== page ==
Smoky baked beans and bacon
- February 2011
- Serves 4-6
- Takes 10 minutes to make, 50 minutes to cook, plus 8 hours (or overnight) soaking
This is a great recipe for pressure cooking – it cuts the cooking time significantly and you’ll have the tastiest baked beans ever. It’s fabulous spooned over jacket potatoes or as part of brunch.
- Dairy-free recipes
- 10.9g fat (2.6g saturated)
- 14.2g protein
- 29.9g carbs (8.8g sugars)
- 1g salt
For 6 servings
- 250g dried haricot beans
- 2 tbsp sunflower oil
- 6 x 1cm thick, rindless British smoked streaky bacon rashers, cut into lardons
- 1 large onion, finely chopped
- 2 large garlic cloves, crushed
- 3 tbsp tomato purée
- 500ml water
- 1 tbsp dark brown muscovado sugar
- 2 tbsp treacle
- 2 tsp English mustard powder
- 1 heaped tsp smoked paprika
- ½ tsp ground cumin
- 2 tsp chilli powder
- Rinse and soak the haricot beans in a bowl of cold water for about 8 hours or overnight.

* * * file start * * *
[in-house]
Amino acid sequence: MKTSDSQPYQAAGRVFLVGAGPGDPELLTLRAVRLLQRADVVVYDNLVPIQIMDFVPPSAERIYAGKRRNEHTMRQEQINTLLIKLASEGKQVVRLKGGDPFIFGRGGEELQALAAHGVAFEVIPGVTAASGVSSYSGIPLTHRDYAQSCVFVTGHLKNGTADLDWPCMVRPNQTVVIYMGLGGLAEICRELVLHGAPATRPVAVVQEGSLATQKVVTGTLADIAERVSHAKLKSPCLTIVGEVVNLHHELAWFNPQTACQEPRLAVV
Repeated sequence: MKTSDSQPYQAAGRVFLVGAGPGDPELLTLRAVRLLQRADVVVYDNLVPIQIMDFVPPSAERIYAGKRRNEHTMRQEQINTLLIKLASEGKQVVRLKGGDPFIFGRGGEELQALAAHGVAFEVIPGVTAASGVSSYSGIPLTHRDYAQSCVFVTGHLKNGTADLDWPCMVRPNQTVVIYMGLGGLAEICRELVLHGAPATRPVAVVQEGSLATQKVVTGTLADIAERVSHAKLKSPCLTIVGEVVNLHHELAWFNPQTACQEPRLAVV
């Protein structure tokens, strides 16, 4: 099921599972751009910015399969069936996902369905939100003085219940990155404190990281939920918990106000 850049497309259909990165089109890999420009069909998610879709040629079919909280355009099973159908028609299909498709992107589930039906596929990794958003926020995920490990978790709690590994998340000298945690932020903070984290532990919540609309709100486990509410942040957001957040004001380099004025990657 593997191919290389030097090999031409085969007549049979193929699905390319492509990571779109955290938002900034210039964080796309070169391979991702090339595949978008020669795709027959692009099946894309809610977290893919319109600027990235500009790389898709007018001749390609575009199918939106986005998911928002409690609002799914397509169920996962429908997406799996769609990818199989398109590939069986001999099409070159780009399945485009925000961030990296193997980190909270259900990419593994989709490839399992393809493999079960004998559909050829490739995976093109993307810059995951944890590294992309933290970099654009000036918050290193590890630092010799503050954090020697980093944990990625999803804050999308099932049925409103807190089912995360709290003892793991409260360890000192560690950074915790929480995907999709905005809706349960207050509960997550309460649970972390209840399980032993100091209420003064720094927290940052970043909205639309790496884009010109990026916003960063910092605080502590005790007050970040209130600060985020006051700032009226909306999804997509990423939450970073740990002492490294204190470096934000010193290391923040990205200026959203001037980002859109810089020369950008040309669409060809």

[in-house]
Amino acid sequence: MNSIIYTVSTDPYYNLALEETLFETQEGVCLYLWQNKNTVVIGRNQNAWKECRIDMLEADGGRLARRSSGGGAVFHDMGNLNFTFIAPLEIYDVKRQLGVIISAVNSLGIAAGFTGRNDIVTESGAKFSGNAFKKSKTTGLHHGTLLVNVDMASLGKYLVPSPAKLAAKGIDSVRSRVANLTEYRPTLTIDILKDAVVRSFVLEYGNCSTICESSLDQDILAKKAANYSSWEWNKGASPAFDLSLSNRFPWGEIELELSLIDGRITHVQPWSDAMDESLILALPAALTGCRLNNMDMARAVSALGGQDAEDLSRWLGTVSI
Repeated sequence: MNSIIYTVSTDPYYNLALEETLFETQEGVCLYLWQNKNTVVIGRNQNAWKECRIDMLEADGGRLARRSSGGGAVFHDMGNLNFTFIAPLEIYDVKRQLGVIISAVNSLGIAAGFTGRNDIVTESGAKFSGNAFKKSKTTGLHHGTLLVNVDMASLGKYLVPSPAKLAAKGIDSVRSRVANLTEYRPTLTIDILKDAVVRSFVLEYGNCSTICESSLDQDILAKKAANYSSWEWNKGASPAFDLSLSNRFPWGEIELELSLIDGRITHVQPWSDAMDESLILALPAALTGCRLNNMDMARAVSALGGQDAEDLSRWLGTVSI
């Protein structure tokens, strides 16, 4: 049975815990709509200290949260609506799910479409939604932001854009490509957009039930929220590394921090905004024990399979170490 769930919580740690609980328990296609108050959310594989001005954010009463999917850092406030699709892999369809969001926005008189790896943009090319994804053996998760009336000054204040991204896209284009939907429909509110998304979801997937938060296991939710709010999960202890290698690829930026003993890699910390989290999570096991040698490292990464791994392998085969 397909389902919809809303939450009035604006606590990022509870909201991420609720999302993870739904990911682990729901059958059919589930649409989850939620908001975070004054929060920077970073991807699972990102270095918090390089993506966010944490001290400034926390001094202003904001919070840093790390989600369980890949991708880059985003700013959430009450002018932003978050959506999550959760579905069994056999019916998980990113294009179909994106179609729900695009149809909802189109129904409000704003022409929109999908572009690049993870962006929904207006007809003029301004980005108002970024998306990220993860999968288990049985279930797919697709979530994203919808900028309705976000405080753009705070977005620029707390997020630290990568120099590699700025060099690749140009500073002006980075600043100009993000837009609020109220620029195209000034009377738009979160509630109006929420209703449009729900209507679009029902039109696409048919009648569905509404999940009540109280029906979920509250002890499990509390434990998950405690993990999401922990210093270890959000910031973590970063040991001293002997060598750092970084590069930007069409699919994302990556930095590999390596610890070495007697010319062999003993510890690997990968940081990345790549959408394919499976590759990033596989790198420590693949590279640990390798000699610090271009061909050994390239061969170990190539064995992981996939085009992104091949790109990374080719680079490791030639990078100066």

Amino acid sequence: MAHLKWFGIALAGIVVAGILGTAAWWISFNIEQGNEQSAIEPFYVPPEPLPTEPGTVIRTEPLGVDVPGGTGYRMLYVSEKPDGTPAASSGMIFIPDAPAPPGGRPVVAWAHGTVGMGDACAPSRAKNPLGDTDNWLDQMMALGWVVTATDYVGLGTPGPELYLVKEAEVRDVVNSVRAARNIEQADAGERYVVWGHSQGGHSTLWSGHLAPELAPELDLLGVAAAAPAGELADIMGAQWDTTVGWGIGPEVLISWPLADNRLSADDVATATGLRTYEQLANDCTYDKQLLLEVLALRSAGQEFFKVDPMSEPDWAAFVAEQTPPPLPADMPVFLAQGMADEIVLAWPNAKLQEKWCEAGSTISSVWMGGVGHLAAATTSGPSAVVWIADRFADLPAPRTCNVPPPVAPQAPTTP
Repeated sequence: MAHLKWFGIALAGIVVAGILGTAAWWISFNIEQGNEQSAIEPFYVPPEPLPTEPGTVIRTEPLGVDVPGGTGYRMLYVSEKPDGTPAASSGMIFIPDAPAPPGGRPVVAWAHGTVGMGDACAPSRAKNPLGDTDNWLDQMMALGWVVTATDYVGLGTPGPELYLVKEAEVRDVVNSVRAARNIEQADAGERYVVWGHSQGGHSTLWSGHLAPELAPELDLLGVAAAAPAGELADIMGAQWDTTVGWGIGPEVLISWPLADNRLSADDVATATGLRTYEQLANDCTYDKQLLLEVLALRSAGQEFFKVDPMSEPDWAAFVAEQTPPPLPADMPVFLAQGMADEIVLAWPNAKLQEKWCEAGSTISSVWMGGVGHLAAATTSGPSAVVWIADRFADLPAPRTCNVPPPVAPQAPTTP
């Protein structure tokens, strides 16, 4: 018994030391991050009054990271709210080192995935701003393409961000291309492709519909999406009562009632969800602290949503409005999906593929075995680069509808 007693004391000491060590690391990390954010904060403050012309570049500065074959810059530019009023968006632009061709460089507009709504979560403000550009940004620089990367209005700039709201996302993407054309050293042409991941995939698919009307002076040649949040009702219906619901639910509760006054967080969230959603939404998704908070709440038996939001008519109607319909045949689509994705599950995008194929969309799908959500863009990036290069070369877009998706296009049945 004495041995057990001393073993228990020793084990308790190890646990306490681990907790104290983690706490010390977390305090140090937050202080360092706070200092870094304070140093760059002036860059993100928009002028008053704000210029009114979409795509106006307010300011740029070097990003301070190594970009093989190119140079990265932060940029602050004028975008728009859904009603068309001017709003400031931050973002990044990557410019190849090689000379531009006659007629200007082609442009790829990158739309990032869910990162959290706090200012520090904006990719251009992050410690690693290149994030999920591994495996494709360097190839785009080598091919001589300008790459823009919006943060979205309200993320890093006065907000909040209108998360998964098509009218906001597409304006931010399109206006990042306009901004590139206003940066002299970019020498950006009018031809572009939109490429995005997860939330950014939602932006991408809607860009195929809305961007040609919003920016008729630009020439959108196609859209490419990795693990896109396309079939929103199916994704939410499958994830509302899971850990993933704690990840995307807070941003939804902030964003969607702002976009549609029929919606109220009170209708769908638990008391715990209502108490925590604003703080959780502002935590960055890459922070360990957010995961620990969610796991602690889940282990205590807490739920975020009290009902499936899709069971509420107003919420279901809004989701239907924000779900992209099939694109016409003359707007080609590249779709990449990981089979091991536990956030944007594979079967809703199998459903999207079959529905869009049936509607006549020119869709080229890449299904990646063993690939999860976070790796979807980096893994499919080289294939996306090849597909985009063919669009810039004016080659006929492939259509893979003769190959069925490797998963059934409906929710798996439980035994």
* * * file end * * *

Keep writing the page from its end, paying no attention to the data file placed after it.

- When you’re ready to cook, heat the sunflower oil in the uncovered pressure cooker pan over a medium heat. Add the bacon, cook for a few minutes until it begins to brown, then stir in the onion and garlic. Carry on cooking for a further 4-5 minutes until softened.
- Drain the beans, then add them to the pan along with the other remaining ingredients. Mix everything together well.
- Secure the lid, then bring the cooker up to pressure. Once the correct pressure has been reached, lower the heat. Cook for 40 minutes.
- Reduce the pressure using the quick-release method (see manufacturer’s instructions) and remove the lid. Test the beans for tenderness; the sauce should be thick enough to coat them. Season to taste, then serve with buttered slices of toasted sourdough bread.
To cook the beans conventionally in a flameproof casserole or heavy-based saucepan, follow steps 1-3. Add an extra 400ml water and simmer for 2 hours, covered, on the hob over a very low heat, stirring occasionally. Add more liquid if it starts to dry out.
To freeze, put in a sealable plastic container. Defrost fully before reheating until piping hot, either in the oven or on the hob. Fresh garnishes and dumplings don’t freeze well, so make or add these on the day of eating.
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